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More zoogeographic provinces among benthic faunas would have resulted as a consequence of slowed surface circulation. Sheehan and Coorough (1990) noted that the Early Silurian brachiopod faunas were characterized by more provinces than the Hirnantian Stage brachiopod faunas.

Deep ocean circulation probably increased significantly during glacial maximum. Deep ocean circulation would have been driven by both evaporation and cooling of large volumes of ocean water situated around the margins of a glaciated Gondwanaland. Cold, dense water formed in this manner sinks and flows along the ocean floor. Such water bears more oxygen than warmer surface water. Thus, during glacial maximum, the deep oceans would have received a significant and prolonged increase in oxygen. As deep water flowed north, the positions of the plates (aligned essentially east-west in the tropics and south of the tropics) would have created baffles against which deep ocean water would have advected upward. A consequence of that advection would have been a general toward-the-surface movement of the thermocline and of the zone of oxygen-depleted waters or oxygen minimum zone waters. Upward motion of oxygen-depleted water would have forced waters that contained metal ions and other substances toxic to many organisms into the mixed layer. Breaking of internal waves, as well as upwelling of waters bearing unconditioned nutrients (nutrients in proportions or in oxidation states such that organisms cannot take them in) or toxic trace metals, would have resulted in episodic incursion of water toxic to nearly all phytoplankton and zooplankton into those waters inhabited by most plankton and nekton, the mixed layer. If glacial development waxed and waned, as suggested by Vaslet (1990) and Brenchley et al. (1991), then these incursions may have had a greater or lesser effect on organisms, depending on the influence of bottom-water generation, which was related to glacial developments. Such episodic stronger and weaker incursions of toxic waters into plankton and nekton habitats could have had a greater impact on the long-term survival or extinction of many organisms than a single incursion. Wilde and Berry (1984) and Wilde et al. (1990) described how regional- to global-scale vertical advection of deep ocean waters into near-surface mixed layer water can create an environmental change crisis for many marine organisms. Such vertical advection into the mixed layer can result in the following (Wilde et al., 1990): (1) direct toxicity of mixed layer water; (2) modification or reduction of nutrients and food resources through inhibition of photosynthesis; (3) chronic debilitation through continued contacts with toxic waters; and (4) increased predation by more adapted organisms. Such environmental crises for most organisms could also result in new ecologic opportunities for organisms that had been ecologically suppressed under prior environmental conditions.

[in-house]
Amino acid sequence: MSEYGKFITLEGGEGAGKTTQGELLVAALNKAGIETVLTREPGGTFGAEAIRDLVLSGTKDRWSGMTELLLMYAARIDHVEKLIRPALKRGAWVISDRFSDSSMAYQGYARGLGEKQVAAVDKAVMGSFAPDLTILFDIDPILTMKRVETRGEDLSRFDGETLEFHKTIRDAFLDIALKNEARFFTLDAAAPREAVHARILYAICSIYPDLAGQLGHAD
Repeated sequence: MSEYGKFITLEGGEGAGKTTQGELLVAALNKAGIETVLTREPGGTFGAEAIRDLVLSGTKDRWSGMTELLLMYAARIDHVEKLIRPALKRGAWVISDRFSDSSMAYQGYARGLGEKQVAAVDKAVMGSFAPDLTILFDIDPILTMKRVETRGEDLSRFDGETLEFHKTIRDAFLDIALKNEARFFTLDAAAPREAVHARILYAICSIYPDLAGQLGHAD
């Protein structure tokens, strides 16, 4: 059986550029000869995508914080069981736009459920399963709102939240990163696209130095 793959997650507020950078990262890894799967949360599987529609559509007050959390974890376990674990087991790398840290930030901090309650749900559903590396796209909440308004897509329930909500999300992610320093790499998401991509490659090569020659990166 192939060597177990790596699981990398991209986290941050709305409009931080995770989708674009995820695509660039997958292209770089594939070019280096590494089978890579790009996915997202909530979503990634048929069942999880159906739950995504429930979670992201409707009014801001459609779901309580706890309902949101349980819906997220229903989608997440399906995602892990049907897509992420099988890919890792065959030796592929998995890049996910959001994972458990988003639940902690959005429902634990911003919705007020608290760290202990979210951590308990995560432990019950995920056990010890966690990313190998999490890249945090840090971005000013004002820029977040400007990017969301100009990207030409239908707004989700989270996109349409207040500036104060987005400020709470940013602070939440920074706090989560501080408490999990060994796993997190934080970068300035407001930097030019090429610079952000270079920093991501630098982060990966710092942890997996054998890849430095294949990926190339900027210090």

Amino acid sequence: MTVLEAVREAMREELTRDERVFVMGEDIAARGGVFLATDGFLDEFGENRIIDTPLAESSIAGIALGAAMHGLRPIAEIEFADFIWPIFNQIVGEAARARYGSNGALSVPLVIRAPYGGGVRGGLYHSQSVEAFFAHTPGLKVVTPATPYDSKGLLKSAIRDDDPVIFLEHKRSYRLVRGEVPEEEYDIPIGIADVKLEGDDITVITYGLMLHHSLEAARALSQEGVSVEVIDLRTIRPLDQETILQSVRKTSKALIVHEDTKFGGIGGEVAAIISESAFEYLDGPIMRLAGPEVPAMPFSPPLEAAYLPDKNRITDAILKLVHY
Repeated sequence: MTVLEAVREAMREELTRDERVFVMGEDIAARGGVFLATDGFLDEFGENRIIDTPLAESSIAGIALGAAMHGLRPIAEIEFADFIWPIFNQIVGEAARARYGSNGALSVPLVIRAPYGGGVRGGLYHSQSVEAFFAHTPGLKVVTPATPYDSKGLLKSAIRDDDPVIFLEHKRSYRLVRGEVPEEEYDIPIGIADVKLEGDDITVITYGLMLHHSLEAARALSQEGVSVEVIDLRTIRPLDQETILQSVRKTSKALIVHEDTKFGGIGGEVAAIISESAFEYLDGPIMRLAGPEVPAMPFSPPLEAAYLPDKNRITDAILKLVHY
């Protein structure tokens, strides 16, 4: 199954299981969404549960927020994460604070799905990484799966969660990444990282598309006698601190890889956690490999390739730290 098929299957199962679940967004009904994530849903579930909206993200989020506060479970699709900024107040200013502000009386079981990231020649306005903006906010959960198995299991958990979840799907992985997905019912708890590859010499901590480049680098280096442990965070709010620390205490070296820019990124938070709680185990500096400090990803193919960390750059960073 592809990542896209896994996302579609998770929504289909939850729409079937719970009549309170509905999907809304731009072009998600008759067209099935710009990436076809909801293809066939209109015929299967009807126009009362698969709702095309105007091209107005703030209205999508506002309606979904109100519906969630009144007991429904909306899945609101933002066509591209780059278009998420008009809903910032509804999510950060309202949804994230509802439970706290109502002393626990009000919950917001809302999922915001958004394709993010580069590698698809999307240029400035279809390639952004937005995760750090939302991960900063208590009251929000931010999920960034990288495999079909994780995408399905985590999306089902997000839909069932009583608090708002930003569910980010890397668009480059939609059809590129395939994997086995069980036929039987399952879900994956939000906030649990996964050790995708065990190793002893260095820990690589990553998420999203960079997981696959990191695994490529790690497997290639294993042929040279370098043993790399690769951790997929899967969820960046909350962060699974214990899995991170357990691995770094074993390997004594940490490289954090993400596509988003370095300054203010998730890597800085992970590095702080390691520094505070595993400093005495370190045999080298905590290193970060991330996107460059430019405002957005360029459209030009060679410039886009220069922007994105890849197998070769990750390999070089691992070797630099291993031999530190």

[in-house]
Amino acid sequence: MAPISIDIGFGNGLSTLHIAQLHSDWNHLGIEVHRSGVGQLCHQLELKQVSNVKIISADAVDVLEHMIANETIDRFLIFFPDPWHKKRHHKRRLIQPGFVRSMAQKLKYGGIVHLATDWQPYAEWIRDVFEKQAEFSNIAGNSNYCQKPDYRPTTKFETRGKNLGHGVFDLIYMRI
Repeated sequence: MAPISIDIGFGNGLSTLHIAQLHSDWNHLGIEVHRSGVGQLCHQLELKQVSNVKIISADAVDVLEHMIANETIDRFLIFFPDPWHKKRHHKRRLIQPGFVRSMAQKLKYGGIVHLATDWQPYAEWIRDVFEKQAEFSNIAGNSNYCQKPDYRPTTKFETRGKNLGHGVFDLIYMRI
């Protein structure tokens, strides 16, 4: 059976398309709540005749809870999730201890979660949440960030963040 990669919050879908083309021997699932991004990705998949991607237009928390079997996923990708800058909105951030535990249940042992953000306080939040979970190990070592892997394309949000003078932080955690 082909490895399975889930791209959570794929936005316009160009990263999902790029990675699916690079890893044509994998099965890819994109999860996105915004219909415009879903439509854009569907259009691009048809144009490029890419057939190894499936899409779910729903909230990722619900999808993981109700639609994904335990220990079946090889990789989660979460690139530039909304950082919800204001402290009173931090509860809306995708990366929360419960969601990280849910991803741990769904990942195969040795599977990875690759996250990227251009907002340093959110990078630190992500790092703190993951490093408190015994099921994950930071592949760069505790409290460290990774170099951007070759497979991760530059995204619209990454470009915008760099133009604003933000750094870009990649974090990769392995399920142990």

Whereas deep circulation was vigorous during glaciation, it slowed markedly with the onset of deglaciation. A characteristic of Pleistocene glacial to interglacial change is rapid development of deglaciation (W. Broecker, Lamont-Doherty Earth Observatory, oral communication, 1990). Relatively rapid deglaciation results in rapid change in deep ocean circulation. Marked vertical advection of the glacial maximum was followed by ocean conditions in which the zone of oxygen-depleted water expanded and descended somewhat in the ocean. Upward vertical advection from that zone diminished as a result. Mixed zone water expanded downward and rapidly became more hospitable to life. Sea-level rose as a consequence of deglaciation. As sea-level rose and oxygen-depleted waters expanded, these waters spread anoxia across the outer parts of shelves and platforms.

Vertical advection of toxic waters during glaciation would have created inhospitable environments not only for nektic and planktic organisms, but also for many benthic organisms. Reduction or absence of vertical advection of toxic waters during deglaciation would have reopened many environments in the mixed layers to resettlement by organisms.


Although the ocean surface and deep circulation suggested for the Late Ordovician glacial and subsequent nonglacial interval is essentially speculative and derived from proposed paleogeographic reconstructions, some direct geochemical evidence has been developed to support the proposed model. Quinby-Hunt et al. (1989) summarized the results of approximately 300 neutron activation analyses of dark shales. Many of the samples came from the Late Ordovician-Early Silurian succession at Dob's Linn (Wilde et al., 1986; Quinby-Hunt et al., 1989). Dark shales in which the calcium concentration is less than 0.4% were selected for close scrutiny. The low calcium concentration in such samples allows the assumption that the Fe and Mn contained in them are in oxides and sulfides that reflect reducing conditions. The Fe and Mn in such low-calcium rocks are not bound in carbonates. Accordingly, Fe and Mn concentrations may be used as indicators of the intensity of reducing conditions.

Under oxic conditions (environments in which oxygen is relatively plentiful), Fe and Mn concentrations are relatively high. As oxygen availability diminishes to a condition in which it is no longer present, Mn is reduced before Fe and becomes more soluble. As a consequence, Mn concentration diminishes because it may form oxides and sulfides. Manganese diminishes in the early stages of onset of reducing conditions. As reducing conditions be

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